Fighters of the New People's Army (NPA), waging one of Asia's longest Maoist rebellions. Hundreds of insurgents are expected to avail themselves of the government’s offer to surrender following President Rodrigo Duterte’s move on November 22 to officially cancel peace negotiations. Image Credit: File

Manila: The Philippine defence chief on Tuesday rejected a demand by communist guerrillas for government troops to withdraw from rebel-influenced communities in the countryside for the insurgents to extend a monthslong ceasefire.

Defence Secretary Delfin Lorenzana said troops would continue to be deployed in all rural areas where they have to suppress lawlessness and added that the New People’s Army guerrillas cannot claim any part of the country as their territory.

“They always say we are encroaching on their area. What areas are they talking about?” Lorenzana said.

“The president says you don’t have any area,” he said, addressing the Maoist guerrillas. “This is the Republic of the Philippines.”

The Communist Party of the Philippines warned Duterte last week that the guerrillas may be forced to end their ceasefire and resume fighting if he doesn’t suspend the government’s counterinsurgency program and withdraw troops from rebel-influenced areas.

If Duterte fulfils the demands by January and releases what the insurgents call political detainees through an amnesty, the rebel party said it can guarantee the ceasefire’s extension.

Philippine government, communists sign indefinite truce in Norway

Duterte has separately declared an indefinite ceasefire, and the truce declarations by both sides have helped foster peace talks brokered by Norway.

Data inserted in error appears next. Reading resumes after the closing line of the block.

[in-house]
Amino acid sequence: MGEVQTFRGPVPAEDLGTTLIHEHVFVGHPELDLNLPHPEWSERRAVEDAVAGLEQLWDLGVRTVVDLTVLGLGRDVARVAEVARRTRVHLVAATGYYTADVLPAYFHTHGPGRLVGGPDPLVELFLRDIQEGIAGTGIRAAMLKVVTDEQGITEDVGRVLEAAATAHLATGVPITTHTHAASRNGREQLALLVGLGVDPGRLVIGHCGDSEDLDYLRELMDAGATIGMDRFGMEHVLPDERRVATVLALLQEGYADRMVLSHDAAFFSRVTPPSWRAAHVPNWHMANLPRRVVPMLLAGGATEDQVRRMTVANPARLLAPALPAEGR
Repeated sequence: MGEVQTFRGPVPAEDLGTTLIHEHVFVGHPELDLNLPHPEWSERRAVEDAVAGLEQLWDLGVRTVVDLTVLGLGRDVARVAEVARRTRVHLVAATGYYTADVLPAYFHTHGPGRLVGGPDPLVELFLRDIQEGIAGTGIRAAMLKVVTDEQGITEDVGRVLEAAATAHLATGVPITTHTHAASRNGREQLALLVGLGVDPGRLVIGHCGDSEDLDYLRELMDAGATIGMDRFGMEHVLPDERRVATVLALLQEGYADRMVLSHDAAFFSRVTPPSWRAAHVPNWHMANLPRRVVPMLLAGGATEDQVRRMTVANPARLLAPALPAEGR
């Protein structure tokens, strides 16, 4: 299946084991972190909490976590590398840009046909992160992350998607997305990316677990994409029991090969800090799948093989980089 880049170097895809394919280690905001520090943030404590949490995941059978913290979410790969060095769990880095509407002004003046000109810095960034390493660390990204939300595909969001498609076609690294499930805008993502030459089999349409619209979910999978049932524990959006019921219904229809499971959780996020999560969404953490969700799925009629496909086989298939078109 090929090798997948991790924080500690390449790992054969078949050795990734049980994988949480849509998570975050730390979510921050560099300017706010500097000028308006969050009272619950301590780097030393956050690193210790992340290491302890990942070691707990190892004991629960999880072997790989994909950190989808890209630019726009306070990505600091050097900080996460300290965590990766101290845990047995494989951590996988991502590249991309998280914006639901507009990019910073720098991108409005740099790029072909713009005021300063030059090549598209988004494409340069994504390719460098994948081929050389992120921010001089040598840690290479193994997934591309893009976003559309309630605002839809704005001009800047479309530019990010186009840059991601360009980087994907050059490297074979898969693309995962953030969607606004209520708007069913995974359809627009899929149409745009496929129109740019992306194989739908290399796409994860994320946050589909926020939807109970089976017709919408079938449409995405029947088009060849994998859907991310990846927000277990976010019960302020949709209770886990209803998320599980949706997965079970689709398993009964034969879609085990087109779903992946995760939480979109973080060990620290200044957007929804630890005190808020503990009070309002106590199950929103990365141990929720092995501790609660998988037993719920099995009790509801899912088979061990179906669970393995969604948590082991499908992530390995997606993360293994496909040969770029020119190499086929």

New People’s Army guerrillas, however, will be forced to engage troops if the president presses the military’s deployment of troops in what the rebels claim as “guerrilla zones” in the countryside, the outlawed party said in a statement.

While no fighting has erupted since both sides declared separate ceasefires in August, the Maoist guerrillas have complained that troops continued to be deployed in rebel areas to carry out surveillance and other counterinsurgency operations in what they say are violations of the government’s own truce.

Lorenzana said he favoured proposals for separate ceasefires declared by the government and for the rebels to be strengthened into a signed joint truce with mutually agreed terms that he hopes could restrict rebel crimes being continuously committed, including extortion.

Duterte has also said he would no longer support the release of more insurgents after he worked to free several rebel leaders, adding that he would maintain his position even at the risk of the peace talks being terminated by the guerrillas. The rebels, he said, has asked him to free 130 detainees.

“I conceded too much too soon,” Duterte told troops Sunday at a military camp. “I’ll lose my cards. I always release.”

“I said, ‘That’s my limit. Now it’s up to you if you’ll terminate it ... I’ve freed all your leaders,’” Duterte said.

Battle setbacks, surrenders and infighting have weakened the rebel group, which is blacklisted as a terrorist organisation by the United States.

A confidential Philippine government assessment obtained by The Associated Press says the guerrillas declined to 3,800 fighters with more than 4,500 firearms in the first half of the year, with about 700 of the country’s 42,000 villages affected by the insurgency.